Dell's US retail strategy pays off

Dell's US retail strategy pays off

Dell topped HP as the largest PC supplier in the US, but HP remains the largest PC supplier globally

Dell's retail strategy to distribute PCs is starting to show results, helping extend its lead over Hewlett-Packard (HP) as the largest US PC vendor in the fourth quarter of 2007, according to figures from analyst firms, Gartner and IDC.

However, HP remained the world's largest PC dealer, topping Dell, Acer and Lenovo, according to figures from both firms.

Dell shipped 5.5 million units in the U.S., a 15.2 per cent year-over-year increase and a 29.6 per cent market share, according to IDC. HP, in second place, shipped 4.5 million units, a 9.8 per cent year-over-year increase and a 24.3 per cent market share. Acer, in third place, showed tremendous growth in the U.S., with shipments increasing 294.2 per cent to 1.5 million units. Apple's shipments grew 30.9 per cent to 1.06 million, a 5.7 per cent market share. Toshiba was in fifth place, IDC said.

Gartner reported that Dell shipped 5.35 million units, with a 31.4 per cent market share during the fourth quarter, compared to the 29.3 per cent market share it had last year. HP shipped 4.4 million units, with market share growing to 26.1 per cent from 25.5 per cent last year. Acer and Apple were in third and fourth places, respectively.

Dell's switch from a direct sales model to selling PCs through retailers like Best Buy and Wal-Mart is paying off and has helped the company improve shipments, an analyst with IDC, David Daoud, said. "They're coming out of nowhere to everywhere," Daoud said.

However, Dell is trying to catch up internationally with HP, which is investing more in distribution channels and understands business behavior in emerging markets better, Daoud said.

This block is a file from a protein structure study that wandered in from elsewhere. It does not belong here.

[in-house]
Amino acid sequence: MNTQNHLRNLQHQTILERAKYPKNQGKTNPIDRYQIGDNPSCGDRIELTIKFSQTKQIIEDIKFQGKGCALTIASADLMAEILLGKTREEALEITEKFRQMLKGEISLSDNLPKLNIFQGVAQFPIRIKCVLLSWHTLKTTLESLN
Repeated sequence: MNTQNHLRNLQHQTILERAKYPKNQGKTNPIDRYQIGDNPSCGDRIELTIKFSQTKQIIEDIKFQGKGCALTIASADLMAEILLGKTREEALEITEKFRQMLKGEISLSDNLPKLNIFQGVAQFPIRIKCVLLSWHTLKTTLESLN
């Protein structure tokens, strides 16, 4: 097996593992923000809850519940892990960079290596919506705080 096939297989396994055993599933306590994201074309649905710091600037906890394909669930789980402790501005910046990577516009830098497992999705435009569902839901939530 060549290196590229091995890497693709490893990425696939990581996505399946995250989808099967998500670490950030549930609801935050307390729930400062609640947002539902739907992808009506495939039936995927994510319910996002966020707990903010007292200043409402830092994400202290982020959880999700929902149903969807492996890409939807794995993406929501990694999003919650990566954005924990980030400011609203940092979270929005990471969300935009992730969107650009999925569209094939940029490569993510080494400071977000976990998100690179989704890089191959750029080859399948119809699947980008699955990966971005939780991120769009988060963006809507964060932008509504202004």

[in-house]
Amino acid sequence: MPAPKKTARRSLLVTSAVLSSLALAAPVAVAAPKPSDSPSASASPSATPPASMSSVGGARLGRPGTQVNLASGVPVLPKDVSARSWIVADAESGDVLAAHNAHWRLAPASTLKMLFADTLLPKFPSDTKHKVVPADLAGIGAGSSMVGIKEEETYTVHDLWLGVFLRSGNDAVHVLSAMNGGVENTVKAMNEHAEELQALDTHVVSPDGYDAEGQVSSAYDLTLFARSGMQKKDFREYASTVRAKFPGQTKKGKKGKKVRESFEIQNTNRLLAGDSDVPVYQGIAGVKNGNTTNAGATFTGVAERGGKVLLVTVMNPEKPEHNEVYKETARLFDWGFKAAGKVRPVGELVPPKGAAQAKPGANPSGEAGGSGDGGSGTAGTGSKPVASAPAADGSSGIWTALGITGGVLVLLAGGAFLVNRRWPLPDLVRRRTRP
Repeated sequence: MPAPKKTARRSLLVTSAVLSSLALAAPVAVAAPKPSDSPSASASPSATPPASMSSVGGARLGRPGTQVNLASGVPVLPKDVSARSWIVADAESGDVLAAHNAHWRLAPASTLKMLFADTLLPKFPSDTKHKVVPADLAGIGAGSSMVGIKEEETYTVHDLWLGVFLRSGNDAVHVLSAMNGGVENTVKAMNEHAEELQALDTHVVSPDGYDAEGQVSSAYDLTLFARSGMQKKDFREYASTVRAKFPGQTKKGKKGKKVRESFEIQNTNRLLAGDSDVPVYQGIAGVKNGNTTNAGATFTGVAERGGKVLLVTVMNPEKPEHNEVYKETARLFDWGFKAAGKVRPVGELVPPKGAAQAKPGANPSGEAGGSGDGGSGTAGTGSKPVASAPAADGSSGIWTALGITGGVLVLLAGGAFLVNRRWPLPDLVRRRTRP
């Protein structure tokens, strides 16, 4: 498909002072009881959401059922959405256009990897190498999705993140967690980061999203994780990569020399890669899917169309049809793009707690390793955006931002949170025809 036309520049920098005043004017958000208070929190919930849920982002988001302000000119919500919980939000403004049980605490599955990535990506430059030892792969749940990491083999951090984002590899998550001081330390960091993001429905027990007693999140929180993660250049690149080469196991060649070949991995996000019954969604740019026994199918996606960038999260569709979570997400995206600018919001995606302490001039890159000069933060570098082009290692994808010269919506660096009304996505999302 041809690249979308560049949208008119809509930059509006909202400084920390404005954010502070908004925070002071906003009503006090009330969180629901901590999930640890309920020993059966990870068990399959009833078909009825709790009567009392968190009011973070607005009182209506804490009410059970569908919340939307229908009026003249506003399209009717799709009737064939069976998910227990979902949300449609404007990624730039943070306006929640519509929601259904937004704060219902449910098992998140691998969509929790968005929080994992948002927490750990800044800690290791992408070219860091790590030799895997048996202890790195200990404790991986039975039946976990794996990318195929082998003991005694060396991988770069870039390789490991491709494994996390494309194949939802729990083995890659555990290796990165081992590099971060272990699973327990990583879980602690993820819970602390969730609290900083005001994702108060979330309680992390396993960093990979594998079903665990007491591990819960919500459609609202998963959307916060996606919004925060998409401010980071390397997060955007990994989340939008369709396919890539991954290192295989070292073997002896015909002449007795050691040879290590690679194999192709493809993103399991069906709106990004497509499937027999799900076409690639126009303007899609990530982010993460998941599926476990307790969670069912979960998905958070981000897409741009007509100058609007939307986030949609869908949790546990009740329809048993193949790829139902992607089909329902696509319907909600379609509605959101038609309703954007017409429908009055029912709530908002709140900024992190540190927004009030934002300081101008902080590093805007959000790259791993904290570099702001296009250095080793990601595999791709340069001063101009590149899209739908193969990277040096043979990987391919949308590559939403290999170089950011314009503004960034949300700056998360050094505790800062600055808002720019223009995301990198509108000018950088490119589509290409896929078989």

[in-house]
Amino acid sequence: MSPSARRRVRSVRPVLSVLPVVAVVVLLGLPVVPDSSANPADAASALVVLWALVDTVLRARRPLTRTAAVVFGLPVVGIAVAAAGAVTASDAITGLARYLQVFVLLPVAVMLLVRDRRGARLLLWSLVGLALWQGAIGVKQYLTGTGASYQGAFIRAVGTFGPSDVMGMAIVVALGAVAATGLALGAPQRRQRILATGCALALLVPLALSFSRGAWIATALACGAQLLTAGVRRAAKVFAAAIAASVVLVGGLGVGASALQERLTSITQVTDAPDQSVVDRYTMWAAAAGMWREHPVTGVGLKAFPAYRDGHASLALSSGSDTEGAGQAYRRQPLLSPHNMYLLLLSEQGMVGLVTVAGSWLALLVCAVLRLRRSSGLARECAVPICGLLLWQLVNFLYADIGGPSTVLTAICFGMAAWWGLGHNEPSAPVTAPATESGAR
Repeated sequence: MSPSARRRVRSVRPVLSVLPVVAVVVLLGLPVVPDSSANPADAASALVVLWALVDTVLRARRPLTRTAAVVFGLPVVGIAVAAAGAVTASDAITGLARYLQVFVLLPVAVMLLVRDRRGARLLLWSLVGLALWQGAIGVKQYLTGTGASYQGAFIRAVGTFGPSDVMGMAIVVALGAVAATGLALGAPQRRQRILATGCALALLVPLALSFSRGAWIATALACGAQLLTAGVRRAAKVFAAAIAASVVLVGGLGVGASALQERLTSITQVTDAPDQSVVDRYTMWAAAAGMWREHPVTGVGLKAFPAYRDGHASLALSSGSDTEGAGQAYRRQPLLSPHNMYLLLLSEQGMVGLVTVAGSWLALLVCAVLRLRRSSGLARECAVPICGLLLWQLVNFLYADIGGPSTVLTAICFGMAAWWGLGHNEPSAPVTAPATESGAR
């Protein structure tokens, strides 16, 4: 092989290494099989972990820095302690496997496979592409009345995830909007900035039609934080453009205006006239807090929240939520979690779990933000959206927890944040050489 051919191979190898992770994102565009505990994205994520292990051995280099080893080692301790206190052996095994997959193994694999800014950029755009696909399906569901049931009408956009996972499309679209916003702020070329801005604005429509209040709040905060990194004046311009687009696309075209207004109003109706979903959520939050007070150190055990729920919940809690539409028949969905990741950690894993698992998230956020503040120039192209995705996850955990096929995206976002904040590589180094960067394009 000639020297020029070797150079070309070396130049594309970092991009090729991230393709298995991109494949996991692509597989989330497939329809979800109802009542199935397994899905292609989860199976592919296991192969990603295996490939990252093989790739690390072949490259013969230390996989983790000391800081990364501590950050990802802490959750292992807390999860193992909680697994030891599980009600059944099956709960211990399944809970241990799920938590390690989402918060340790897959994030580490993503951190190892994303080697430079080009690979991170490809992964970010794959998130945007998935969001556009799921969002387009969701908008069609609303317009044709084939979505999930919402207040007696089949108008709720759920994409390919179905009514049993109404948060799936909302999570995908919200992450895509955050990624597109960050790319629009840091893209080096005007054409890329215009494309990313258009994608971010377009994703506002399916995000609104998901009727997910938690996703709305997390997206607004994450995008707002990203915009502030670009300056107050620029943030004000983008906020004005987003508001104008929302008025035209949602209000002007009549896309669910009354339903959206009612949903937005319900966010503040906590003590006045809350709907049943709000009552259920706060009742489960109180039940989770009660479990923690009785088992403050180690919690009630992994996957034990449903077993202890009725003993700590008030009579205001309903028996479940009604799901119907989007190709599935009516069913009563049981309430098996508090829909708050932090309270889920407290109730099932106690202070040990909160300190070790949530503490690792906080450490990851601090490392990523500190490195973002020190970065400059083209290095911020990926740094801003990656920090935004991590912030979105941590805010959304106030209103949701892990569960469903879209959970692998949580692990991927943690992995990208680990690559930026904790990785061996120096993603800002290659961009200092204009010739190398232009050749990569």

According to IDC, HP shipped 14.7 million units worldwide, a 23.3 per cent year-over-year growth and a 19 per cent market share. Dell was in second place, shipping 11.3 million units with a 14.6 global market share, a 17.1 per cent rise from the previous year. Acer saw a sharp rise, with shipments growing 60.3 per cent year-over-year to 7.4 million. Lenovo came in fourth, shipping 5.8 million units, a 22.3 per cent year-over-year increase. Toshiba was in fifth place.

The acquisitions of Packard Bell and Gateway last year helped boost Acer's shipment volumes globally, though the companies have not yet fully contributed. "Given the acquisitions are relatively recent, it will takes years or more to see tangible results," Daoud said.

Acer's acquisitions have taken a bite out of Lenovo, which saw slower growth in the global market and is struggling to retain its core audience of business users, Daoud said. With the launch of the IdeaPad notebook, Lenovo is trying to expand to the mass consumer market, which has alienated its traditional business users. Lenovo needs to reassert its commitment to business customers, Daoud said.

Lenovo also needs to acquire PC vendors if it wants to expand the way Acer did, although there are not many major PC vendors left for it to acquire, Daoud said.

The surveys include shipments of desktops, notebooks and ultraportable notebooks with up to 7-inch screens.

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